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Former U.S. Customs and Border Patrol analyst Phil Haney made an accusation this week that, if true, could bring the idea of dereliction of duty within the Obama Administration to new heights:
Haney said he worked in Passenger Analysis Units at the Department of Homeland Security in Atlanta and at the U.S. Customs and Border Protection’s National Targeting Center, where he performed research into people and groups that might be linked to terrorism. He identified members of al-Huda and Tablighi Jamaat, subgroups of the Deobandi Movement, a century-old fundamentalist Islamic group originating in Pakistan, as they traveled into and out of the United States. An association with Tablighi Jamaat has been documented by the French in an estimated 80% of terrorism cases. Dar Al Uloom Mosque, frequented by Sayed Farook, is linked with the Deobandi Movement. Tashfeen Malik studied with Al-Huda in Pakistan.
Haney was given an agency award for his work identifying potential terrorists and he was asked to become part of the National Targeting Center, which works to connect the dots between radical figures and groups, he said. After more than six months tracking the Deobandi movement, Homeland Security halted the investigation at the urging of the State Department’s Office of Civil Rights, Haney said.
Why did Homeland Security shut down this valuable program looking at potential terrorists and tracking them, “connecting the dots” in the network itself that another former federal official assures the public is all over the country, and otherwise DOING THE JOB RIGHT? The possibility of profiling. Because the people that the program tracked were not in groups that were “Specially Designated Terrorist Groups,” any targeting of them would be considered violations of their civil liberties. (And the reason discussion on investigating these groups and labeling them as such didn’t happen is….)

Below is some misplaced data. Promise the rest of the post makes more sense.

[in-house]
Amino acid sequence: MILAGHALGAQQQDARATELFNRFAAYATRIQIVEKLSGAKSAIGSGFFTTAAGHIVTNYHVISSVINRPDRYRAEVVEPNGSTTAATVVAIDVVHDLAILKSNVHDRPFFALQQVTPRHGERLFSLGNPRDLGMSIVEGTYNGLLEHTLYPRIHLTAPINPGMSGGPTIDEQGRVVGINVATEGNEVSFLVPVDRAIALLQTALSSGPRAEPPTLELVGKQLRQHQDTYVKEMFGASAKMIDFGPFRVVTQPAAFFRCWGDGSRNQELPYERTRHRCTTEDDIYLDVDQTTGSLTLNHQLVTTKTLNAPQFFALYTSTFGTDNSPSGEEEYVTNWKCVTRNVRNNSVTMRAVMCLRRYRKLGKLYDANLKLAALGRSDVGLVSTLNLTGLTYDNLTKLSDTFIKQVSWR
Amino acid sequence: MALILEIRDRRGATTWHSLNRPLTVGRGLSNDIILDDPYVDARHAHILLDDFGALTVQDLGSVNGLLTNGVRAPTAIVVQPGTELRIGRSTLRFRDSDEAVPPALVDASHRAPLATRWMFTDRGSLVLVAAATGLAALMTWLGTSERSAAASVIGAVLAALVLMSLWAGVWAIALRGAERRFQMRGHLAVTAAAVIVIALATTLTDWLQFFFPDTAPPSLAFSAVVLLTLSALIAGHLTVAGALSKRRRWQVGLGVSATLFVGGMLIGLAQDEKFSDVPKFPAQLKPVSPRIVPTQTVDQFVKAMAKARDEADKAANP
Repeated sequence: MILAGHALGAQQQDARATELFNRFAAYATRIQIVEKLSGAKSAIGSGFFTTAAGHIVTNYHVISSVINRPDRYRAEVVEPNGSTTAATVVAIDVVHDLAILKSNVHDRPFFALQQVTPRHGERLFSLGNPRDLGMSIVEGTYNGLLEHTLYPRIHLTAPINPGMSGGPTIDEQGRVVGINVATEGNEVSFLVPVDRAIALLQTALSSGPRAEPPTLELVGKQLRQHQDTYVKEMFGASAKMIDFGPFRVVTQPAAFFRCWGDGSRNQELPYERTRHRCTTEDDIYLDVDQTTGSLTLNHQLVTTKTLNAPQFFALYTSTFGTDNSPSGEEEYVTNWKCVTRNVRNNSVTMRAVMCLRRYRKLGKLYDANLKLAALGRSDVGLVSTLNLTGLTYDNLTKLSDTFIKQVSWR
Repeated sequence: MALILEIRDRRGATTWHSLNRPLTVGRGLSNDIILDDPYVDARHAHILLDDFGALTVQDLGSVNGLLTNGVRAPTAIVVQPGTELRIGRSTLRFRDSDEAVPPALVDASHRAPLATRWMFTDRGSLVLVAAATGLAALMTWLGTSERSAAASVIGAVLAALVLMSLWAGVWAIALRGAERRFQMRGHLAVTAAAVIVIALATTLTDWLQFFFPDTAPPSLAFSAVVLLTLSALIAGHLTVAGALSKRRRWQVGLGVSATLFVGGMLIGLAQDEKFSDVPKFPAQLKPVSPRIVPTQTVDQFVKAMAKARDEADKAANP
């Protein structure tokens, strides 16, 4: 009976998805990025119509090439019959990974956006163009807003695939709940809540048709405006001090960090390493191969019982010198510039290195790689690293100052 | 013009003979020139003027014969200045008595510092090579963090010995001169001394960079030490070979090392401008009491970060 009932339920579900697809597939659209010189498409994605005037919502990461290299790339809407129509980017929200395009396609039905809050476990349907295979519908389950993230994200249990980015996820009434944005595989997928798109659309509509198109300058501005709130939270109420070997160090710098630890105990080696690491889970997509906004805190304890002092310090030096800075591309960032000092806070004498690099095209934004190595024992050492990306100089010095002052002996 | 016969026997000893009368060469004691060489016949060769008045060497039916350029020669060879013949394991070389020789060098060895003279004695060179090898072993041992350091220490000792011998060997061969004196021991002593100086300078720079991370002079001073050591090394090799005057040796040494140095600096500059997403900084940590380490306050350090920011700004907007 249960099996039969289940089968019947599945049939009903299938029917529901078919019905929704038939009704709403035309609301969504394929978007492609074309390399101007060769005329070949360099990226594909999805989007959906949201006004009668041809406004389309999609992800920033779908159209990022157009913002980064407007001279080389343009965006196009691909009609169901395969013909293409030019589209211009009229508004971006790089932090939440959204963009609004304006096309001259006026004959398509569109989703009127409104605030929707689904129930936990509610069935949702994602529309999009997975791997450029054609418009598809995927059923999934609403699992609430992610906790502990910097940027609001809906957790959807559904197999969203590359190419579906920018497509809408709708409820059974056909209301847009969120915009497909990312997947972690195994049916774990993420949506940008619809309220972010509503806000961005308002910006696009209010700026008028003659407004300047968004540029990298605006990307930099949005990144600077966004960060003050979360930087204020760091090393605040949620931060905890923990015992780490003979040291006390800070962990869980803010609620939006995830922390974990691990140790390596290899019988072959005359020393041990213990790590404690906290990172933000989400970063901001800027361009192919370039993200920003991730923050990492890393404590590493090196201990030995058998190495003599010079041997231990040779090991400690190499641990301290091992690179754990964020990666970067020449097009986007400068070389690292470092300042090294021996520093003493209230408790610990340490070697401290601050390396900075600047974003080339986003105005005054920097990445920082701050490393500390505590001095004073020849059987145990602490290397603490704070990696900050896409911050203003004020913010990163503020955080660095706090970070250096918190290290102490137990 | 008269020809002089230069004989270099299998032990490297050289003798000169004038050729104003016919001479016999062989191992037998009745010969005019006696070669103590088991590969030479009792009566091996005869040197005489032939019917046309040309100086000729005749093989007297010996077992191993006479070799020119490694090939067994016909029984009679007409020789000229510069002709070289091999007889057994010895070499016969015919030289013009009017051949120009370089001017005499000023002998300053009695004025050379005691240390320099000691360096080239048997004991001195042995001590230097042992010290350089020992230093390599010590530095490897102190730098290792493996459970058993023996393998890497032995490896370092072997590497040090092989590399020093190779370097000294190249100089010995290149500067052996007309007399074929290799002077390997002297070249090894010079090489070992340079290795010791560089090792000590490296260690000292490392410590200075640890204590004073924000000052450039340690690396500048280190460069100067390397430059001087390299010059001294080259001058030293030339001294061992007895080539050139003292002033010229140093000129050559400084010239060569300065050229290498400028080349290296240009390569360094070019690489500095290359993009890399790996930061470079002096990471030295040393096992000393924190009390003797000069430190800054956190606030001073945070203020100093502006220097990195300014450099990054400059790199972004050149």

“The administration was more concerned about the civil rights and liberties of foreign Islamic groups with terrorist ties than the safety and security of Americans,” Haney said.
Homeland Security says that Haney is not telling the whole truth, but really, if this really happened, these groups aren’t even American. Why are we worried about their civil liberties if they are trying to kill us? Oh, wait. Sorry. Forgot. This is the Obama Administration. That’s not supposed to matter.
As it happens, after Haney’s program was shut down, and DHS and the State Department deleted all his files, Haney was investigated. Twice. Once by DHS and once by the Department of Justice. No wrongdoing was ever found. Mr. Haney spoke to members of Congress and the DHS Inspector General about this case. In 2014, Mr. Haney’s security clearance was revoked, his access to the database as well, and he was sequestered.
Haney said that had his investigation been allowed to develop, Farook may have ended up on the federal government’s terror radar or on the government’s no-fly list. And if that had occurred, Farook would not have been able to connect with Malik. The jihadists reportedly met in 2013. She came to the U.S. from Saudi Arabia last year on a fiancee visa and married soon after.
“Either Syed would have been put on the no-fly list because association with that mosque, and/or the K-1 visa that his wife was given may have been denied because of his association with a known organization,” Haney told [Megyn] Kelly.
However, the reality remains that at least three years ago, a fundamentalist Islamic organization over 100 years old and linked to a significant percentage of terrorism worldwide was connected through the mosque to the two known San Bernardino terrorists. In the web of terrorist organizations coming to light the more former counterterrorism and Homeland Security officials start going public with what they know, the more the obvious fact that there are no coincidences is embedding.
Mr. Haney spoke with Megyn Kelly on December 10, 2015, regarding what he knows. Fox’s Trace Gallagher reported that DHS declined comment on the story, but that Haney is leaving out details.